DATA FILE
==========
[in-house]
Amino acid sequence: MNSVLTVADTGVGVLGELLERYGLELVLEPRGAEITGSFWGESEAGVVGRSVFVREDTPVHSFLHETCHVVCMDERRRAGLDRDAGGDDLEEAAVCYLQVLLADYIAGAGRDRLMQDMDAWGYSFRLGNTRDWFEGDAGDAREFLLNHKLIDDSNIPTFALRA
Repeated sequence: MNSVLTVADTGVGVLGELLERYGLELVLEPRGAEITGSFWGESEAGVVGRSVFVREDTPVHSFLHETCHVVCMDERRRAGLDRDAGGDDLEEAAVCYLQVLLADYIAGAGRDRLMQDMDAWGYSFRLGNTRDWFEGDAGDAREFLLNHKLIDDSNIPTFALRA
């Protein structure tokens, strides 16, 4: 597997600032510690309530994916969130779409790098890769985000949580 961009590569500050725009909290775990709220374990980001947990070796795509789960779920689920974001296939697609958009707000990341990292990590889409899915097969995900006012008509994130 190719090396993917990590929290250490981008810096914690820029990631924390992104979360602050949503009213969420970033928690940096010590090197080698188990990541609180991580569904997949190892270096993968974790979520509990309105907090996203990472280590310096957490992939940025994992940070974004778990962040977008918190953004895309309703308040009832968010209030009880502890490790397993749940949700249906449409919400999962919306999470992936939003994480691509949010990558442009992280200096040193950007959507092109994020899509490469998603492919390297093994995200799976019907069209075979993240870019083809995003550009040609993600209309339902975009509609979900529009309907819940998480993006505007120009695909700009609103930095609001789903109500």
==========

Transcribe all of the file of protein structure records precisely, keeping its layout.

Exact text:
[in-house]
Amino acid sequence: MNSVLTVADTGVGVLGELLERYGLELVLEPRGAEITGSFWGESEAGVVGRSVFVREDTPVHSFLHETCHVVCMDERRRAGLDRDAGGDDLEEAAVCYLQVLLADYIAGAGRDRLMQDMDAWGYSFRLGNTRDWFEGDAGDAREFLLNHKLIDDSNIPTFALRA
Repeated sequence: MNSVLTVADTGVGVLGELLERYGLELVLEPRGAEITGSFWGESEAGVVGRSVFVREDTPVHSFLHETCHVVCMDERRRAGLDRDAGGDDLEEAAVCYLQVLLADYIAGAGRDRLMQDMDAWGYSFRLGNTRDWFEGDAGDAREFLLNHKLIDDSNIPTFALRA
């Protein structure tokens, strides 16, 4: 597997600032510690309530994916969130779409790098890769985000949580 961009590569500050725009909290775990709220374990980001947990070796795509789960779920689920974001296939697609958009707000990341990292990590889409899915097969995900006012008509994130 190719090396993917990590929290250490981008810096914690820029990631924390992104979360602050949503009213969420970033928690940096010590090197080698188990990541609180991580569904997949190892270096993968974790979520509990309105907090996203990472280590310096957490992939940025994992940070974004778990962040977008918190953004895309309703308040009832968010209030009880502890490790397993749940949700249906449409919400999962919306999470992936939003994480691509949010990558442009992280200096040193950007959507092109994020899509490469998603492919390297093994995200799976019907069209075979993240870019083809995003550009040609993600209309339902975009509609979900529009309907819940998480993006505007120009695909700009609103930095609001789903109500």